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I have a fair bit to say about Pomona, well, probably not as much as I think,  but I have a lot of thoughts and feelings about it and only really touched on it in the last post about the space so I would like to go into a tiny  bit more detail this time round.
It has been a place I have fortunately been living near for as long as I have been in Manchester so have seen it in Winter, seen it as a forest and after the forest was destroyed, what is amazing though is that the wildlife will always live there no matter the state of it. People will always use it as well for jogging, bird watching, pop up art exhibitions and just for a bit of a wander, or as myself and a mate are wont to do, just groove around exploring for inspiration and food for art.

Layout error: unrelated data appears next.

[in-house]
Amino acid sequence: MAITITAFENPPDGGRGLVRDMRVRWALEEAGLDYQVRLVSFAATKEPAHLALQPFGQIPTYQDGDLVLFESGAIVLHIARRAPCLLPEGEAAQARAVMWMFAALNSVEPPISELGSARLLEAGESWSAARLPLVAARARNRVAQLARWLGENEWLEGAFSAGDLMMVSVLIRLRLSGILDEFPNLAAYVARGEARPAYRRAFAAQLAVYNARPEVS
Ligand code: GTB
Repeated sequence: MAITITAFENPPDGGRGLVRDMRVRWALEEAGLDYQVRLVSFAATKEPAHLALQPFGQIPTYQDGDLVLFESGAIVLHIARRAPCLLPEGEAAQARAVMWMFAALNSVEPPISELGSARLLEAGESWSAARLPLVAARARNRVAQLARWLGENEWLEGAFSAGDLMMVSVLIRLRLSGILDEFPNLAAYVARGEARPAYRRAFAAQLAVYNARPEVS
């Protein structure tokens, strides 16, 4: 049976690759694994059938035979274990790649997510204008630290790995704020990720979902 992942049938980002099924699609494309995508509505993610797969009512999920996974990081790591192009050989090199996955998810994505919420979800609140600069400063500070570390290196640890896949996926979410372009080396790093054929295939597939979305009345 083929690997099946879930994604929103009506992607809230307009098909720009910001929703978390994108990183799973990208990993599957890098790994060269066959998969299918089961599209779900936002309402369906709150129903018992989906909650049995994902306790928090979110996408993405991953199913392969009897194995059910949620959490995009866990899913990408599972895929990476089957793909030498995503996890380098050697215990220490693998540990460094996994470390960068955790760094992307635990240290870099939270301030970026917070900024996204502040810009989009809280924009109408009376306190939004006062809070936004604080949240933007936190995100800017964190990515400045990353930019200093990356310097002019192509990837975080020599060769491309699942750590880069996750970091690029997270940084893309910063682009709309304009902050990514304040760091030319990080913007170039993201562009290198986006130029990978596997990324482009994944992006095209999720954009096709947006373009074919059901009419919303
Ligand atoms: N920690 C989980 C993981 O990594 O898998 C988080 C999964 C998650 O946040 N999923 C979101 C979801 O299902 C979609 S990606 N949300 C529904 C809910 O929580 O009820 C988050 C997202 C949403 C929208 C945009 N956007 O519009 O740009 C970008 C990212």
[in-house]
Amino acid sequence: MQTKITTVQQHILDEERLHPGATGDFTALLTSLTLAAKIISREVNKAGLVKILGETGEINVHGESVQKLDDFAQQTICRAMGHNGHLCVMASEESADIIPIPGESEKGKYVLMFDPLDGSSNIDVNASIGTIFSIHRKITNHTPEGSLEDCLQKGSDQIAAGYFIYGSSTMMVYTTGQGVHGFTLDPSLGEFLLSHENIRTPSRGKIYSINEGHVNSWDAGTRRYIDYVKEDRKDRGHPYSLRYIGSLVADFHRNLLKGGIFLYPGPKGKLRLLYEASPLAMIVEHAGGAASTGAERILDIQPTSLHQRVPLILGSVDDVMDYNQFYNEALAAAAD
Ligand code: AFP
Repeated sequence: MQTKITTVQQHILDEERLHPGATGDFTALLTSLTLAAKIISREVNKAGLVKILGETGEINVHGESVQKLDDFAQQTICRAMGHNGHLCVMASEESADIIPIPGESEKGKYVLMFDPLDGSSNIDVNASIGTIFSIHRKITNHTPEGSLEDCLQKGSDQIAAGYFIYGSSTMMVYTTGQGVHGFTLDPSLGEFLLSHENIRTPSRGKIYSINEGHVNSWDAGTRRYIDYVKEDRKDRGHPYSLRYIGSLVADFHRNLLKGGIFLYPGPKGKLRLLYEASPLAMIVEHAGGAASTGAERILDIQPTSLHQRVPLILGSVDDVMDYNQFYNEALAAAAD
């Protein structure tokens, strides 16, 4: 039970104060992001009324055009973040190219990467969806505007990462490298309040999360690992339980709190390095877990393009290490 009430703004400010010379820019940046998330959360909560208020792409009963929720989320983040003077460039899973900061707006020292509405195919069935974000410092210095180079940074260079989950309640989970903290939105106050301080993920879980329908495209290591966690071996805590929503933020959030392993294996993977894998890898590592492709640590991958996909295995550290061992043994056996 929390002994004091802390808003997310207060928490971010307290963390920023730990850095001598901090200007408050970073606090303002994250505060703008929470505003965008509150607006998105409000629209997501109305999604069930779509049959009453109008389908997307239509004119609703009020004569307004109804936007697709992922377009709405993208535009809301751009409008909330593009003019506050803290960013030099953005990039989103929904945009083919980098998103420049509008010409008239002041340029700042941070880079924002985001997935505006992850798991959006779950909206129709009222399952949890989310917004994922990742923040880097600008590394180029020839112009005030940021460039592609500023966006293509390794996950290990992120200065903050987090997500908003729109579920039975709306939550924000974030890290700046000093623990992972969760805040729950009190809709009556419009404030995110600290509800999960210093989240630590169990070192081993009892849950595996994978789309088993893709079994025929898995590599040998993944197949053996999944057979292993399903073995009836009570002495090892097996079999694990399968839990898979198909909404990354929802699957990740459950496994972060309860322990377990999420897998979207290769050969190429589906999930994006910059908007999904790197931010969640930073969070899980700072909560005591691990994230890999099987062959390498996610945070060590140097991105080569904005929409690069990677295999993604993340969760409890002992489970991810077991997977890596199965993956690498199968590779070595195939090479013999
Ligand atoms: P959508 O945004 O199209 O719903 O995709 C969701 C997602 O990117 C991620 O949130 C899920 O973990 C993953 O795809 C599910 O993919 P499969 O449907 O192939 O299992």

There is no doubt that people feel passionately about this patch of land. People really do. We live in a city with almost no open green space within its bounds and, with this space on the very edges of both Salford and Manchester the developers seek to extend the city fringe and with it the loss of the only significant green space in this part of town. This would be a tragedy, I feel.